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New Zealand Journal of Marine and Freshwater Research








Many aspects of the early life history of the red lobster Panulirus interruptus are little known, including the relationship between habitat structure, food resource availability, and nutrition of juveniles. We investigated the spatial and temporal differences in food intake, diet composition, and nutritional condition of juveniles at two sites along the Pacific coast of the Baja California Peninsula (Mexico) with contrasting oceanographic and biological conditions. One site (Arvin) is located inside a protected bay, Bahia Tortugas, where the waters are cooler and temperate seagrasses and macroalgae are the dominant benthic flora. The second site (Queen) in Bahia Sebastian Vizcaino was located along a more open coastline where seawater temperatures were higher and the benthic flora more indicative of warmer seas. At both sites, we randomly sampled epifauna within vegetated habitats to estimate the seasonal availability of food resources for juvenile lobsters from autumn 2001 until summer 2002. Concurrently, we used traps to sample P. interruptus juveniles for stomach content analysis. At both sites, Amphipoda, Gastropoda, and Polychaeta dominated the epifauna assemblages, as determined by an Index of Importance. Juvenile P. interruptus primarily consumed crustaceans (mostly amphipods and isopods) and vegetal material (surf-grass Phyllospadix spp. and calcareous algae), but their food spectrum was wide. Manly's Index of Resource Selection indicated that lobsters preferred some prey (e.g., Brachyurans) over others despite their low Index of Importance. Despite marked differences in the types of food and their availability between sites, there were no significant differences in the nutritional condition (e.g., relative weight of the digestive gland) of lobsters at the two sites. However, the nutritional condition of lobsters was effected during some seasons. In particular, their condition deteriorated during the spring (April 2002) at Arvin, as did the proportion of individuals with empty stomachs. This study shows the feeding adaptation capacity of the juvenile California spiny lobster P. interruptus to different environmental conditions prevalent in Centre Baja California Peninsula.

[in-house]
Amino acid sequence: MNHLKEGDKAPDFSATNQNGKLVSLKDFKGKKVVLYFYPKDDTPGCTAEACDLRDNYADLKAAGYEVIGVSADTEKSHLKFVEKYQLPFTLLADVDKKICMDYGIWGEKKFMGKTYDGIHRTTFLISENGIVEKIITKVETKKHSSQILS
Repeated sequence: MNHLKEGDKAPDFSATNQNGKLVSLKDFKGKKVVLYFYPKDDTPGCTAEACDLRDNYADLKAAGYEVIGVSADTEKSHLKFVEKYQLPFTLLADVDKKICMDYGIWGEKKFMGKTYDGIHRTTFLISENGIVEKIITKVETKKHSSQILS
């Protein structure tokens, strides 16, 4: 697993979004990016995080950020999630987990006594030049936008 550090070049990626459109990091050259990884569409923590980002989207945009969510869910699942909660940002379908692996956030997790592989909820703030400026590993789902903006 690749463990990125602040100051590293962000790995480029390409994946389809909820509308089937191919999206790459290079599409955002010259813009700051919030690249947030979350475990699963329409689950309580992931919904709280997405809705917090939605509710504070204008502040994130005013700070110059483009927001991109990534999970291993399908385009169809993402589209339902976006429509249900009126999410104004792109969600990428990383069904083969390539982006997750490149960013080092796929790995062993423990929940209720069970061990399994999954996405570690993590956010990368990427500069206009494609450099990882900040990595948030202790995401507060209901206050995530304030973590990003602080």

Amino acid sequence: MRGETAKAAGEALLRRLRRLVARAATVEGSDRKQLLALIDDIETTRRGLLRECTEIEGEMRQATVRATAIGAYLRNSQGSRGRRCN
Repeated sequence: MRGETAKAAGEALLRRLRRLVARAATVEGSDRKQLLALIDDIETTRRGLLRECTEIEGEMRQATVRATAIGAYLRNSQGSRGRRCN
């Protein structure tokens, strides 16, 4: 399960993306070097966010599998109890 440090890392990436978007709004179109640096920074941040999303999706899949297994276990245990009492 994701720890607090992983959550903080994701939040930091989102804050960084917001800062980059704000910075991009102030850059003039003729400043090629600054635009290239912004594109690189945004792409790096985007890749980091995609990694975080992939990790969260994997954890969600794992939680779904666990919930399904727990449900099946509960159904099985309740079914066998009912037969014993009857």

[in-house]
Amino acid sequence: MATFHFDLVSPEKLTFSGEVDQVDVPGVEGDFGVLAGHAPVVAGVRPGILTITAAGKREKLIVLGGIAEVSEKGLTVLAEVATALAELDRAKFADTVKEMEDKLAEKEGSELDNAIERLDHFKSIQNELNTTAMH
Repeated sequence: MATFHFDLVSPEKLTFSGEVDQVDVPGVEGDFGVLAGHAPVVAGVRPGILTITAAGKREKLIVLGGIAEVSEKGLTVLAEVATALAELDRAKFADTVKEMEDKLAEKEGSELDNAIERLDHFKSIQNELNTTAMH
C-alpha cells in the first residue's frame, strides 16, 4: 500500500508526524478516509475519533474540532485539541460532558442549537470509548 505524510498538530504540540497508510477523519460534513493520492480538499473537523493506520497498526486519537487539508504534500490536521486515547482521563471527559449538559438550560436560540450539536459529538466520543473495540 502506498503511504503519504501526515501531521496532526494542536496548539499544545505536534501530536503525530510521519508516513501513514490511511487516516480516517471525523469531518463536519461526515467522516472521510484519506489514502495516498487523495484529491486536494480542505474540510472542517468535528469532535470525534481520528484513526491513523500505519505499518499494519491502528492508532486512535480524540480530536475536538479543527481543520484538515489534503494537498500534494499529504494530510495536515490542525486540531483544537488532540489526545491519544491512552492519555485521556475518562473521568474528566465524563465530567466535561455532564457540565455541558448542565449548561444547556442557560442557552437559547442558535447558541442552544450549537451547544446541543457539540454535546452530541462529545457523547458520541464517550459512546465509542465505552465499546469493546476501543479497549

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Original Publication Citation

Castanda-Fernandez-De-Lara, V., Serviere-Zaragoza, E., Hernandez-Vazquez, S., & Butler, M. J. (2005). Feeding ecology of juvenile spiny lobster, Panulirus interruptus, on the Pacific coast of Baja California Sur, Mexico. New Zealand Journal of Marine and Freshwater Research, 39(2), 425-435. doi:10.1080/00288330.2005.9517322


0000-0002-6052-6659 (Butler)


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